Prayer.  Lots and lots of prayer.  And keep moving toward becoming Orthodox, even when you have depressing days when you just say, "Why bother!"
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JoeS
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« Reply #5 on: August 28, 2005, 09:57:38 PM »

Hello.  This is my first post, and I thought I'd start off by letting you all know that I've decided to leave the Roman Catholic Church and come over to the Orthodox.  I'd like to know, for any of you that have done the same or know someone that has, what to expect as I make this transition?  What is the usual procedure/length of time to convert?  Throw anything else in there that might be of interest to me, such as book recommendations, etc.  ÃƒÆ’‚ Grin  Thanks!


Mike




Dear Mike,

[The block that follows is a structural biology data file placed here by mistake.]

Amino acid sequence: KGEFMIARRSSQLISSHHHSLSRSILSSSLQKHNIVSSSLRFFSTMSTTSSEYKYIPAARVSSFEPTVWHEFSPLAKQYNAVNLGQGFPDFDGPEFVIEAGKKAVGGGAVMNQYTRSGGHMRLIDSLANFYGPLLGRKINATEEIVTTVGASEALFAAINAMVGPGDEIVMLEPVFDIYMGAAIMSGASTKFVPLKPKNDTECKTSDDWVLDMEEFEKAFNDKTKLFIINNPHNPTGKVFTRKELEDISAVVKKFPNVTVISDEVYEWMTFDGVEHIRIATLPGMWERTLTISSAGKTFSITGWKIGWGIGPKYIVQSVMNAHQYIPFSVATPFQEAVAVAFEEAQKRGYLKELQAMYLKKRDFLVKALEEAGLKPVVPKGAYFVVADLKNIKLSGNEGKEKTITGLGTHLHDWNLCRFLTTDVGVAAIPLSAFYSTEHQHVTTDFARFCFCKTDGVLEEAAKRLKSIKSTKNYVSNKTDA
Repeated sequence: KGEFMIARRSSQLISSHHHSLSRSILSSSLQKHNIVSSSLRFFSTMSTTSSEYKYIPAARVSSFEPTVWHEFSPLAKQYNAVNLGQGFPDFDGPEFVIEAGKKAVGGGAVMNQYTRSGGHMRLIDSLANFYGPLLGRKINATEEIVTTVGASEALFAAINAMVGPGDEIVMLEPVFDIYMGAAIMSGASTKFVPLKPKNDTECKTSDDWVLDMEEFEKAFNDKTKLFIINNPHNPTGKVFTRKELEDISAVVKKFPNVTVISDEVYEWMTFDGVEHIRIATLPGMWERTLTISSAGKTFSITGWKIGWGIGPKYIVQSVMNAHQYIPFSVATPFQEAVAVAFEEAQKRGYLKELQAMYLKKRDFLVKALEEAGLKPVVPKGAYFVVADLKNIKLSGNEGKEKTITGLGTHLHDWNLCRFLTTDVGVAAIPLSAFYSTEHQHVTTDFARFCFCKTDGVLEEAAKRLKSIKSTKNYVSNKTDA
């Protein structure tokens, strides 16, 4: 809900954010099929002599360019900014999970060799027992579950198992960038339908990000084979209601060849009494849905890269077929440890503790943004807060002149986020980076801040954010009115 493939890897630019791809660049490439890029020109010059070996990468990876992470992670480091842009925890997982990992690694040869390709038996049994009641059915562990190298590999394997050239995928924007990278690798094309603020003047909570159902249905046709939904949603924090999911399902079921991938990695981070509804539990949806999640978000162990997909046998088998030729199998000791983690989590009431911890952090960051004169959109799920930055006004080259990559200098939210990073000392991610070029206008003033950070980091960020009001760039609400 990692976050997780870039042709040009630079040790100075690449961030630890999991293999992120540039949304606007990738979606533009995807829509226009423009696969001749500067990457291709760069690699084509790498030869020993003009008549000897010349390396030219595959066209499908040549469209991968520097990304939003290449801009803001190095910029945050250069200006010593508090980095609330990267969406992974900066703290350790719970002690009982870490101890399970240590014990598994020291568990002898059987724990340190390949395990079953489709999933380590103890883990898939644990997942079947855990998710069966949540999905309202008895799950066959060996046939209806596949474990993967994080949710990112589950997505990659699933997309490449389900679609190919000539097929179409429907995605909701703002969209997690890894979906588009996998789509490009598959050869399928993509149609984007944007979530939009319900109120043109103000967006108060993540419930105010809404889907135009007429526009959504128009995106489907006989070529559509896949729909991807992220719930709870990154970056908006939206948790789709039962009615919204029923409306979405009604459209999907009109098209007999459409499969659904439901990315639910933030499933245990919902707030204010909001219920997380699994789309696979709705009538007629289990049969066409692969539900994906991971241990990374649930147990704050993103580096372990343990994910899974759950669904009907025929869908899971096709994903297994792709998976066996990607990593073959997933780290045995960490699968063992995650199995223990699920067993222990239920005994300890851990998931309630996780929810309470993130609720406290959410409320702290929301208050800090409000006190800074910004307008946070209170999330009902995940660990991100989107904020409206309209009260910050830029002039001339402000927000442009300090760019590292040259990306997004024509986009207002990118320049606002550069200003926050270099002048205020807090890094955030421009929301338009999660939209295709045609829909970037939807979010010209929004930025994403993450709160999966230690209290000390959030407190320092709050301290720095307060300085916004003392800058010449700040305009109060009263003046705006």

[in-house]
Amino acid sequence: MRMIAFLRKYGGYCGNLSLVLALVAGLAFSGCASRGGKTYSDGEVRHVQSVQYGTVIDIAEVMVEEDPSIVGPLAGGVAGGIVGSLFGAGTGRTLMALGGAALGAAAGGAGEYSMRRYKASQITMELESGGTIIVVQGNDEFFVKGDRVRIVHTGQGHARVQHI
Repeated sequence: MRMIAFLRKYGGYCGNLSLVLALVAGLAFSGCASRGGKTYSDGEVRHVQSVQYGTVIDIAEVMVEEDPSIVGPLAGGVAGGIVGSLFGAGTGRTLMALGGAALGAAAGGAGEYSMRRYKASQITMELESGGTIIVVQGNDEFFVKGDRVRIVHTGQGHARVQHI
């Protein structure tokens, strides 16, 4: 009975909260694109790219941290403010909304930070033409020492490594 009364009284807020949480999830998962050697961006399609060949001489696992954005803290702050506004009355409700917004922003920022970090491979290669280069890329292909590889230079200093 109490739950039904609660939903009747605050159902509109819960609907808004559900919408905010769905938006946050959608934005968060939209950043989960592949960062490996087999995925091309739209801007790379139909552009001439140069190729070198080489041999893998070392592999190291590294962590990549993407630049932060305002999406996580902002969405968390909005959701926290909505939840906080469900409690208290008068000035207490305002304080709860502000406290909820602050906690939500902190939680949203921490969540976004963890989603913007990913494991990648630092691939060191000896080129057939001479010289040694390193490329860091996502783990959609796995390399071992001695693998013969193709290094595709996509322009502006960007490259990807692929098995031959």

Prior to me becoming and continue to become Orthodox (it is a life long process) I was Roman Catholic for some 50+ years.  Roman Catholicism was well rooted in my being and I was content until the changes brought about by VAT II whether intended or not. The Mass for me changed dramatically.  It was reduced to a matter of form and to me it was minimalized to the point that I just lost interest in it.  My search for the true faith involved investigating Protestant religions especially the Evangelicals. I have to admit their draw is formadible but there was this ancient belief in me that kept me from falling away from catholicity. Then one day I was surfing the web and came across Orthodoxy.  Well that was all she wrote, I was totally taken by this faith and it was Catholic to boot. I started reading all kinds of books on Orthodoxy and the more I read the hungrier I became and got up the courage to attend a Divine Liturgy in October in 1999.  Well I became a catechumen about 6 months afterwards and was Chrismated on the Saturday before Orthodox Sunday in 2000.  I have never looked back. Yes, you will have those moments that ask "Did you do the right thing" and the more I know about this most ancient of Christian religions the more convinced I became of its importance in my life. Orthodoxy was and is the One Holy Catholic and Apostolic church. And she has remained so in spite of Romes separation from us in the 1st millenium.  I hold no ill will for my former faith because I consider it a stepping stone to Orthodoxy.  I advise you to read up on all you can manage because you will be challenged by well intentioned Roman CAtholics about what you did and why you did it.  So, I would be prepared in any case.  I hope my experiences have helped you in your decisiion to join Christ's holy church, the church of the Apostles, the church of pentecost.